Central European companies intend to invest in the next two years in their research and development activities the same annual amount as they did in the last three years, and 25% of the surveyed companies are planning to increase their investments in such activities, according to Deloitte Central European Corporate R&D Report 2022, conducted in seven countries in the region, including Romania.
Companies are more optimistic about their research and development investments in the longer term, with almost 40% of respondents expecting to invest more in the next three-five years than in previous years.
The main factors that influence companies’ decisions to invest more in research and development are the availability of skilled and experienced researchers (38%), the potential for using a greater volume of grant and tax allowance (26%), and the stability and transparency of the regulatory environment (20%).
“Research and development investments bring long-term benefits, from stimulating the education system, to increasing productivity, wages and, implicitly, improving living standards. The results of our study confirm the companies’ intention to continue to invest in research and development activities and the fact that they are concerned both with identifying and attracting qualified researchers, but also with the availability of fiscal and financial incentives. In Romania, companies are also increasingly interested in research and development activities, and the authorities are taking measures to simplify the applicable legislation, to provide them easier access to financing,” said Alexandra Smedoiu, Partner, Deloitte Romania.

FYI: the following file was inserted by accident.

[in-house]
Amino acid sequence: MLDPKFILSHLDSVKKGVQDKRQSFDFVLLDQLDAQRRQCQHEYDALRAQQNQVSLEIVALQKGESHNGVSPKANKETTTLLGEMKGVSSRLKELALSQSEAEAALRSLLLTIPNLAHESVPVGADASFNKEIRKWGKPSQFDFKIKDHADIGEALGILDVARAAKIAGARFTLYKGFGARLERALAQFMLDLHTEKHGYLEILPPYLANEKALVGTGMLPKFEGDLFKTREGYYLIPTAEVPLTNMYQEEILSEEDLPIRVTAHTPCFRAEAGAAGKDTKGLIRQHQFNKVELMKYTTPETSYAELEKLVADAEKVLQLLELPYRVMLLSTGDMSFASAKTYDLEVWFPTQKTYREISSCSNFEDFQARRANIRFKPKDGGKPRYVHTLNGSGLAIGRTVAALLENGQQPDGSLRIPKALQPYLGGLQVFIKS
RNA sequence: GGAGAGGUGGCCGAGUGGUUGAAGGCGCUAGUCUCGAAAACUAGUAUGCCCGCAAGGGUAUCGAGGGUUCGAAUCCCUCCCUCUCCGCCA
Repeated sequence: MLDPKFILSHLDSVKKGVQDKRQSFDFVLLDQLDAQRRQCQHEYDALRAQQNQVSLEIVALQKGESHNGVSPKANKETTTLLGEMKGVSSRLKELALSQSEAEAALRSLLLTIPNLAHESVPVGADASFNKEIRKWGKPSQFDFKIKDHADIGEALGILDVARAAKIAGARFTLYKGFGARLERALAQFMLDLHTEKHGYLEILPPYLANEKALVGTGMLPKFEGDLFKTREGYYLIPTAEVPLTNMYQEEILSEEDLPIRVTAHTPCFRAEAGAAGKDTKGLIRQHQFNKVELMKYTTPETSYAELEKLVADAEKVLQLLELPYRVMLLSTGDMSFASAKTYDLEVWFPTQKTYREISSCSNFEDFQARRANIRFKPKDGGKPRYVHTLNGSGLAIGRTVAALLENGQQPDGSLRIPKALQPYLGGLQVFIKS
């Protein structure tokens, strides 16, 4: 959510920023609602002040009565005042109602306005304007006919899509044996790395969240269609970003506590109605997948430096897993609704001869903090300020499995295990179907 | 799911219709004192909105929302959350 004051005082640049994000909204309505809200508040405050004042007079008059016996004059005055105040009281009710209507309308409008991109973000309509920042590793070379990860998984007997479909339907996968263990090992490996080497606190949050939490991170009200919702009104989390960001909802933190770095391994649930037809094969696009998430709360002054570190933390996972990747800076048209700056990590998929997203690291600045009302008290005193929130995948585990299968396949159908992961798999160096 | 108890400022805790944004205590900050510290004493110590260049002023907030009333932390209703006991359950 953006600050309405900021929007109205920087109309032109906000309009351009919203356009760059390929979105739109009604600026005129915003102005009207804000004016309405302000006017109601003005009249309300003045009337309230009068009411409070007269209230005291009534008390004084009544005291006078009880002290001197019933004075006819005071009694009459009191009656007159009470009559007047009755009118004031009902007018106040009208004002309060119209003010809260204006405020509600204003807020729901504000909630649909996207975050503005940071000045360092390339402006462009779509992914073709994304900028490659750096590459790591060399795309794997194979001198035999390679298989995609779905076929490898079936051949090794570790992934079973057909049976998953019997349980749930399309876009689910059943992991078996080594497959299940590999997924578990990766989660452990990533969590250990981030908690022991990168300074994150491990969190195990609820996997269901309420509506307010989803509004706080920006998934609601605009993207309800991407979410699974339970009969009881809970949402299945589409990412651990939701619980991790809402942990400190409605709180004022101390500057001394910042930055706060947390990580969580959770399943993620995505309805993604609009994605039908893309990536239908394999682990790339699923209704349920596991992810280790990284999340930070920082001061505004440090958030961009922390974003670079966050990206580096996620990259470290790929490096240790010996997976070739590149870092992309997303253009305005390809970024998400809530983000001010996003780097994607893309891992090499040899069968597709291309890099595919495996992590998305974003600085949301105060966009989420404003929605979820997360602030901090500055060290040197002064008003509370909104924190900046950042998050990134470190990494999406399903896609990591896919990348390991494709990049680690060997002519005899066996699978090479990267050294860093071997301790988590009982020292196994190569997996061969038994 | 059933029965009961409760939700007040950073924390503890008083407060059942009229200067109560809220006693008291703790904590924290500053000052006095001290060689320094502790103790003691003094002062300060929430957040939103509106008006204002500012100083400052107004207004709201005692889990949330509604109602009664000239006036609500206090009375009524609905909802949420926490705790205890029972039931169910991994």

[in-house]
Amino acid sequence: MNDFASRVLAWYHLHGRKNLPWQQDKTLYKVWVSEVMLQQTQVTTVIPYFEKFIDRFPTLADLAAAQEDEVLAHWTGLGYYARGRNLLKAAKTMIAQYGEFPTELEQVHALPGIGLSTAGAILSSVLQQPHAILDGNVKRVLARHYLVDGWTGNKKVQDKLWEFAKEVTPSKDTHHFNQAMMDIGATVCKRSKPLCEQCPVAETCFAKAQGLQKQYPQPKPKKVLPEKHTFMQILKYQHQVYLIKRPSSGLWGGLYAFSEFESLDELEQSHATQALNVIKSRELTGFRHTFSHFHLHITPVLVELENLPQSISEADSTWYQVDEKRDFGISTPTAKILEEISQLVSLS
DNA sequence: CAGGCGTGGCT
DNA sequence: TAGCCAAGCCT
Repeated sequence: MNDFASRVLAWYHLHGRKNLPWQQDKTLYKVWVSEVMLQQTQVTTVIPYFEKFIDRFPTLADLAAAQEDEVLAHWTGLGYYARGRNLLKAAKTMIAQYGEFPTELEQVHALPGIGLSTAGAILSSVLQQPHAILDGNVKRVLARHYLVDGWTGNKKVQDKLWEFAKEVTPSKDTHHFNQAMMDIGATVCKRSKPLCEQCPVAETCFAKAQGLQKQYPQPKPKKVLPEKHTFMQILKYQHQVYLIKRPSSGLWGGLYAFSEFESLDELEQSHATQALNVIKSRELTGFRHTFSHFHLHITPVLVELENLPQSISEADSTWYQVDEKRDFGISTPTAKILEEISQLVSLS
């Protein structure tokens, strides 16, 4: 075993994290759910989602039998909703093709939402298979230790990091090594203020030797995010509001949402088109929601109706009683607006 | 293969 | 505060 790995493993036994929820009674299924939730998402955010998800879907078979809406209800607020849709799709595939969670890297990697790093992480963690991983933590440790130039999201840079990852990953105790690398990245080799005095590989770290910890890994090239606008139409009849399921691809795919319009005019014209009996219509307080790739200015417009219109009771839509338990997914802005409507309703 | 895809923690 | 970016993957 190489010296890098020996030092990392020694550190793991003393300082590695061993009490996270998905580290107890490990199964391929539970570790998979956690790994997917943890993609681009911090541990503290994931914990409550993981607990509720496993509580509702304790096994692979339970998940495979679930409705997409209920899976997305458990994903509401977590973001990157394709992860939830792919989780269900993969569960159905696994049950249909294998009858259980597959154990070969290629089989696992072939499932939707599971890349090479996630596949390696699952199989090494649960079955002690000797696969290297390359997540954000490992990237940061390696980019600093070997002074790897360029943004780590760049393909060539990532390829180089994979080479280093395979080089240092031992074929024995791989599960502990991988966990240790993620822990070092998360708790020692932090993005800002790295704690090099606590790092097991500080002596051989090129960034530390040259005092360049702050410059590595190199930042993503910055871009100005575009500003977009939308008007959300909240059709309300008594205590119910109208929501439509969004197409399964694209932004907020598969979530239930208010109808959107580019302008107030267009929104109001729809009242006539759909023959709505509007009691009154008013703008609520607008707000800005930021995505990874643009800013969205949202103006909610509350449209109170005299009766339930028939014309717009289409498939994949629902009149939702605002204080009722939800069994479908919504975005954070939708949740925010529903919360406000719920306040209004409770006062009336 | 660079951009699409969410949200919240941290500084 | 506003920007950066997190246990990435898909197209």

The largest investments, of up to 10 million euros, aim at the development of innovative products and processes (38%), and automation and digitalization projects (34%). Companies also plan important investments, which can reach one million euros, to meet ESG standards (Environmental, Social and Governance). Thus, 57% are planning to develop new travel and transport solutions, such as eMobility (technology-based methods to make transport more efficient, both passenger or freight; for example, electric cars charging solutions, containing data on the supply infrastructure, hourly energy cost, consumption monitoring etc.), hydrogen-based fuels, liquefied or compressed natural gas etc., and 59% want to invest in energy and water-saving solutions.
The study also highlights that, although companies are familiar with research and development financial and fiscal incentives, they rarely use this form of support, especially due to unclear criteria to identify a research and development activity as being eligible for funding or for tax allowances. For this reason, more than 30% of the companies do not apply the tax incentives available for research and development.
Many companies (65%) collaborate with third parties, such as universities or research institutes, which proves to be beneficial for all parties – companies can get qualified experts to work on their projects, while partner institutions can participate in interesting practical activities and obtain additional funding.
The highest proportion of companies protect their know-how and intellectual property by using a company confidentiality policy (70%), followed by trademarks (43%) and patents (40%).
Deloitte Central European Corporate R&D Report, now at its seventh edition, is based on a survey conducted in seven Central European countries: Croatia, the Czech Republic, Hungary, Lithuania, Poland, Romania, and Slovakia.